New concerns about academic jailed in Iran

Daniel McCulloch
·2-min read

Foreign affairs officials will not confirm whether Australian academic Kylie Moore-Gilbert has been moved from a notorious Iranian prison to a secret location.

But the department insists it remains focused on securing her release.

"The government's continuing efforts to secure Dr Moore-Gilbert's release are an absolute priority. We remain focused on her health, wellbeing and safety," a spokesperson told AAP on Monday.

"We do not accept the charges upon which Dr Moore-Gilbert was convicted and want to see her returned to Australia as soon as possible."

Foreign Minister Marise Payne said the Australian ambassador to Iran had a consular visit with Dr Moore-Gilbert "a short time ago".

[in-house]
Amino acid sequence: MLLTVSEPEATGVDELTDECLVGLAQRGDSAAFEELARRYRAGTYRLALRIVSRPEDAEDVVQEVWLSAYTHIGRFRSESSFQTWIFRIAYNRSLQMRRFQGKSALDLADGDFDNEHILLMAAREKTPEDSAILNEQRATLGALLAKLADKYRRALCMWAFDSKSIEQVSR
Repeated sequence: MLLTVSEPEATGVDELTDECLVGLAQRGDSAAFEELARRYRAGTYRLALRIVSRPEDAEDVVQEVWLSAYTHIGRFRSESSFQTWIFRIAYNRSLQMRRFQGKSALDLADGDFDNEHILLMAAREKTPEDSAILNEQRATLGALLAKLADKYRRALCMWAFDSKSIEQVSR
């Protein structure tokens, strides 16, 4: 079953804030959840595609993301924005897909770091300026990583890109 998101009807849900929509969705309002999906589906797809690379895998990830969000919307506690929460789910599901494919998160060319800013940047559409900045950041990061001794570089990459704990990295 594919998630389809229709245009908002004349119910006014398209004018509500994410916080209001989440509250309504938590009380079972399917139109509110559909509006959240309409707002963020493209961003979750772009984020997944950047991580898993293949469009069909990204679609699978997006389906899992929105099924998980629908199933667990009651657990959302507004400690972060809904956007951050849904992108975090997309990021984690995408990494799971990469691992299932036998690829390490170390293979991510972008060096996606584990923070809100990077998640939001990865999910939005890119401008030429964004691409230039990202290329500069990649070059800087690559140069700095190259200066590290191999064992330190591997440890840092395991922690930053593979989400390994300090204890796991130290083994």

"The reports we have seen are ones which we are seeking further information on," Senator Payne told reporters.

Friends and supporters of Dr Moore-Gilbert are deeply concerned about her welfare.

They have also questioned the government's strategy of "quiet diplomacy" and its claims the case is their highest priority.

"Kylie has been held as a hostage by a foreign government for 774 days and Australia has failed to achieve any meaningful progress in the case," they told AAP.

"It is high time that the Australian government rethinks its strategy. Kylie deserves so much better."

Dr Moore-Gilbert was arrested in Tehran in September 2018.

She is serving 10 years in prison for espionage charges she and the Australian government reject.

There are reports Dr Moore-Gilbert has been moved from Iran's notorious Qarchak prison to an unknown location.

"Our ambassador in Tehran has regular consular access to Dr Moore-Gilbert," the department spokesperson said.

"The government believes the best approach to secure Dr Moore-Gilbert's release is through diplomatic channels. Dr Moore-Gilbert and her family continue to request privacy."